People appreciate direction and support and want to do what is right. The role of the leader is extremely important in establishing ethics and setting examples. Taking into account the economic situation it is not surprising that people were willing to work under the regime of Watson, a leading example of a successful sales person[19].

From our today’s point of view we might even stamp IBM workers as egoists, who would only pursue their own interests even at the expense of others[20]. In view of the great depression this egoism might be classified as healthy and normal in the sense that it is rooted in the survival instinct[21]. In terms of moral reasoning staff might be classified on either the lowest level where people are driven by reward or punishment for an action, or at the conformity level. At the latter staff would do their duty rather than what would be right[22].

IBM and other companies

This section focuses on the relationship between IBM and its business partners. In addition, a non-related comparison company will be presented . Illustration number 2 depicts a simplified inter-relationship between IBM and its partners.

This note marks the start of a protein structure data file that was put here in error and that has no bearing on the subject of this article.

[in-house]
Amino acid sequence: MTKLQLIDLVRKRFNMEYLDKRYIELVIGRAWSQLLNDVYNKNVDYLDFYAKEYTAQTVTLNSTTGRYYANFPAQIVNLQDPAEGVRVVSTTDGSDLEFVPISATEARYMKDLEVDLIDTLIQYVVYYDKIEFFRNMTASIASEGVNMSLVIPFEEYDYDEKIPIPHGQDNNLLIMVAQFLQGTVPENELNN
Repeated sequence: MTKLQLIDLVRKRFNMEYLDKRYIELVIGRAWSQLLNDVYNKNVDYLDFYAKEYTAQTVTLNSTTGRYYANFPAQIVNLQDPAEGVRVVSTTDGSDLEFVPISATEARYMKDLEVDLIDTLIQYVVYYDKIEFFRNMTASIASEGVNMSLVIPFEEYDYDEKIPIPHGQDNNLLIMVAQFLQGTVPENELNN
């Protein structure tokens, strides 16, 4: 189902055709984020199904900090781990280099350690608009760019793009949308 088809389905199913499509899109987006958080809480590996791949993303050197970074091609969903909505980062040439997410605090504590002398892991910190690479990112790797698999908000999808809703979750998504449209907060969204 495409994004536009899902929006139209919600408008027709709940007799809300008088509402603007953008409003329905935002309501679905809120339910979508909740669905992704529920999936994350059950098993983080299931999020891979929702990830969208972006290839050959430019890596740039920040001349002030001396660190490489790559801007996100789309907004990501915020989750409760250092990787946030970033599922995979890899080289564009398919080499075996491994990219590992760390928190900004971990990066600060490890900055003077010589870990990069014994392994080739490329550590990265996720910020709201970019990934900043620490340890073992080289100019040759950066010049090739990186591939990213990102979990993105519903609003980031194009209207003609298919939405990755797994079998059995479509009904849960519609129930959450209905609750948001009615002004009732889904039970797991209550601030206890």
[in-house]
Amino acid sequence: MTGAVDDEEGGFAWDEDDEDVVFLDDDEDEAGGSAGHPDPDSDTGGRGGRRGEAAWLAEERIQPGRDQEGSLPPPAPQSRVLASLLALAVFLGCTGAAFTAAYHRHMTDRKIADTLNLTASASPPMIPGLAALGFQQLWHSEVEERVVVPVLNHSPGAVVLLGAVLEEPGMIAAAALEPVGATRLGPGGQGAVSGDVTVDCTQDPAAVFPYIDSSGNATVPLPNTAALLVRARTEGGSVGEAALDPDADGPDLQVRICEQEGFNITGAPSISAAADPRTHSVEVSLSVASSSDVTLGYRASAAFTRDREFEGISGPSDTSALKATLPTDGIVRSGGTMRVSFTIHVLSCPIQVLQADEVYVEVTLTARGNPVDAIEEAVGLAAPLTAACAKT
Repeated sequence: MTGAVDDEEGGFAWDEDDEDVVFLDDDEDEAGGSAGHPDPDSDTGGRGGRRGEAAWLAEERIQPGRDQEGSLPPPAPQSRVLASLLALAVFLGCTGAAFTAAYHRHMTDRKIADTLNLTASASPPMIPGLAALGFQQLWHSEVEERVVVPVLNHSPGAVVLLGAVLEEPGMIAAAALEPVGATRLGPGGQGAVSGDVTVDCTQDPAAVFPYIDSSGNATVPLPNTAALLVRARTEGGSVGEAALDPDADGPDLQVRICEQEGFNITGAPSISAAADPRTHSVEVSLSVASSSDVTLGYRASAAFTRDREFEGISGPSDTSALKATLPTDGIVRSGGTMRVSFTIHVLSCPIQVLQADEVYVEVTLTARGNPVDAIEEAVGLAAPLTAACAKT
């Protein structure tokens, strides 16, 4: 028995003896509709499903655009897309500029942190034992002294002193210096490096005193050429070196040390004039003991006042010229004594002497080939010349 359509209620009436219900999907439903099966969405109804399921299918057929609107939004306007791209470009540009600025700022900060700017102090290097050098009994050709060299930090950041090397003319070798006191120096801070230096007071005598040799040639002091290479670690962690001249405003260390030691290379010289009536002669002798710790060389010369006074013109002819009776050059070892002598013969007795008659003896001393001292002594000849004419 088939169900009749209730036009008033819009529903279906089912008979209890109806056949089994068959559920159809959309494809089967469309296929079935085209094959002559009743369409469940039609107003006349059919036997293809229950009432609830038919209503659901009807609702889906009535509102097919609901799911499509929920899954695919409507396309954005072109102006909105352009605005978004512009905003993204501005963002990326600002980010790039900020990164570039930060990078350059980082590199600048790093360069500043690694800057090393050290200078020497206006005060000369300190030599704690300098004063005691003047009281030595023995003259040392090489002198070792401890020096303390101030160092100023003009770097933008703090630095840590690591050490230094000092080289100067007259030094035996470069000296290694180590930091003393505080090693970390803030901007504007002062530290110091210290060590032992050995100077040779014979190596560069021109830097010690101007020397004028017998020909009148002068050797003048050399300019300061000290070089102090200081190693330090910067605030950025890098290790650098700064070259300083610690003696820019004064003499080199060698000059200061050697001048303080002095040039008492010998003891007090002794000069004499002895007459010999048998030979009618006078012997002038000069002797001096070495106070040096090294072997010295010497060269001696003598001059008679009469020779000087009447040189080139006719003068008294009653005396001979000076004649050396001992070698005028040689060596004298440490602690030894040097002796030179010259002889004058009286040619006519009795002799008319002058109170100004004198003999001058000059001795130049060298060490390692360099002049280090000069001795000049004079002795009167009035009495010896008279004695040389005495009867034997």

Illustration 2: IBM customers in Europe

illustration not visible in this excerpt


[1] Gómez-Mejia et al. (2004), page 536 ff

[2] See Ackroyd et al. (1999), page 86

[3] See Harvey (2000), page 44, 45 and 49

[4] See Ackroyd (1999), page 75

[5] See Arnold (2004), page 479

[6] Bradburn (2001), page 32

[7] See Black (2001), page 41-42

[8] See Black (2001), page 89

[9] See Bradburn (2001), page 4

[10] See Black (2001), page 247

[11] see Bradburn (2001), page 87

[12] See Black (2001), page 303

[13] See Bradburn (2001), page 18 and see Kotler et al. (2004), page 14-15

[14] See Black (2001), page 186 and 428

[15] See (2004)

[16] See Ackroyd (1999), page 91-92 and see Staehle (1999), page 23ff

[17] Harvey (2000), page 43 and 47

[18] See Black (2001), Page 66 and 149

[19] See Vinten (1994), page 54

[20] See (2004)

[21] See (2005)

[22] See Bradburn (2001), page 13

Excerpt out of 23 pages


IBM - An ethical company?
University of Lincoln  (Faculty of Management)
72 % (First)
Catalog Number
ISBN (eBook)
ISBN (Book)
File size
520 KB
An discussion about the moral reasoning of a multinational company. Where does the moral obligation of a company stop and which role do the members of an organisation play. Can organisations learn from past mistakes and wrong behaviour?
Quote paper
BA (Hons) International Management Stefan Pertz (Author), 2005, IBM - An ethical company?, Munich, GRIN Verlag,